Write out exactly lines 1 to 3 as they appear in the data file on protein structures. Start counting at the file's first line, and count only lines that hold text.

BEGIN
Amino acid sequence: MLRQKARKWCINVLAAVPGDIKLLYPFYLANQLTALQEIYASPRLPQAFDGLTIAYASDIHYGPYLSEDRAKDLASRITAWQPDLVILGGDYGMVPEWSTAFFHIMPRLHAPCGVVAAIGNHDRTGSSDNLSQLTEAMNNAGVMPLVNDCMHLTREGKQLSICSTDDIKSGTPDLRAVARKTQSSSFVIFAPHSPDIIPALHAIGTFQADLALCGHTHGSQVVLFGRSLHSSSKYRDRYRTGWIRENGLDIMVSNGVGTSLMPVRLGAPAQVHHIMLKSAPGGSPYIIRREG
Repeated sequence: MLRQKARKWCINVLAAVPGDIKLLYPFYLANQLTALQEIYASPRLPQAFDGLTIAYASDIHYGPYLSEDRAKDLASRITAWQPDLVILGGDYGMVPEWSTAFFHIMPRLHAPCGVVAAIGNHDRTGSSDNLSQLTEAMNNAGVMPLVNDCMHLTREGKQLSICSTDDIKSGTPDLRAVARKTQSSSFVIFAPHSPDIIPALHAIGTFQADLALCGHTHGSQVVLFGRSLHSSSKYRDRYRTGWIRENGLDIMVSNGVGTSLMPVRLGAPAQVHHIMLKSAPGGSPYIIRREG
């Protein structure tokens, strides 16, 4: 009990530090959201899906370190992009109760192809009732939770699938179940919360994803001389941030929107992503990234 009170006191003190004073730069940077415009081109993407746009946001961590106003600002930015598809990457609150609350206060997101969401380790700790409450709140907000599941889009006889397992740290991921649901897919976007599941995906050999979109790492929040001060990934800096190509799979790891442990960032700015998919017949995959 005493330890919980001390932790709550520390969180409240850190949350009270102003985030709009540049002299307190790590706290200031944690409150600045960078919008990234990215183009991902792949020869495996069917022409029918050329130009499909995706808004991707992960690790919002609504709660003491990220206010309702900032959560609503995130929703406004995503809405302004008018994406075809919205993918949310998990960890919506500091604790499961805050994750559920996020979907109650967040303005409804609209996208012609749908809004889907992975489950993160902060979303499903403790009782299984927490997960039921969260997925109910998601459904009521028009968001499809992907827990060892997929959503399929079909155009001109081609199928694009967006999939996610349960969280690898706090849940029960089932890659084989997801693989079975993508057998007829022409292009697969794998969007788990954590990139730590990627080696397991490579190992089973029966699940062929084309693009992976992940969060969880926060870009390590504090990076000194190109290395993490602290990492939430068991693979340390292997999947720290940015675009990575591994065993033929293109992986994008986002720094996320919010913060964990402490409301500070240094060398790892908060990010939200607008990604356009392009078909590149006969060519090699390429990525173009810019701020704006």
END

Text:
Amino acid sequence: MLRQKARKWCINVLAAVPGDIKLLYPFYLANQLTALQEIYASPRLPQAFDGLTIAYASDIHYGPYLSEDRAKDLASRITAWQPDLVILGGDYGMVPEWSTAFFHIMPRLHAPCGVVAAIGNHDRTGSSDNLSQLTEAMNNAGVMPLVNDCMHLTREGKQLSICSTDDIKSGTPDLRAVARKTQSSSFVIFAPHSPDIIPALHAIGTFQADLALCGHTHGSQVVLFGRSLHSSSKYRDRYRTGWIRENGLDIMVSNGVGTSLMPVRLGAPAQVHHIMLKSAPGGSPYIIRREG
Repeated sequence: MLRQKARKWCINVLAAVPGDIKLLYPFYLANQLTALQEIYASPRLPQAFDGLTIAYASDIHYGPYLSEDRAKDLASRITAWQPDLVILGGDYGMVPEWSTAFFHIMPRLHAPCGVVAAIGNHDRTGSSDNLSQLTEAMNNAGVMPLVNDCMHLTREGKQLSICSTDDIKSGTPDLRAVARKTQSSSFVIFAPHSPDIIPALHAIGTFQADLALCGHTHGSQVVLFGRSLHSSSKYRDRYRTGWIRENGLDIMVSNGVGTSLMPVRLGAPAQVHHIMLKSAPGGSPYIIRREG
């Protein structure tokens, strides 16, 4: 009990530090959201899906370190992009109760192809009732939770699938179940919360994803001389941030929107992503990234 009170006191003190004073730069940077415009081109993407746009946001961590106003600002930015598809990457609150609350206060997101969401380790700790409450709140907000599941889009006889397992740290991921649901897919976007599941995906050999979109790492929040001060990934800096190509799979790891442990960032700015998919017949995959 005493330890919980001390932790709550520390969180409240850190949350009270102003985030709009540049002299307190790590706290200031944690409150600045960078919008990234990215183009991902792949020869495996069917022409029918050329130009499909995706808004991707992960690790919002609504709660003491990220206010309702900032959560609503995130929703406004995503809405302004008018994406075809919205993918949310998990960890919506500091604790499961805050994750559920996020979907109650967040303005409804609209996208012609749908809004889907992975489950993160902060979303499903403790009782299984927490997960039921969260997925109910998601459904009521028009968001499809992907827990060892997929959503399929079909155009001109081609199928694009967006999939996610349960969280690898706090849940029960089932890659084989997801693989079975993508057998007829022409292009697969794998969007788990954590990139730590990627080696397991490579190992089973029966699940062929084309693009992976992940969060969880926060870009390590504090990076000194190109290395993490602290990492939430068991693979340390292997999947720290940015675009990575591994065993033929293109992986994008986002720094996320919010913060964990402490409301500070240094060398790892908060990010939200607008990604356009392009078909590149006969060519090699390429990525173009810019701020704006």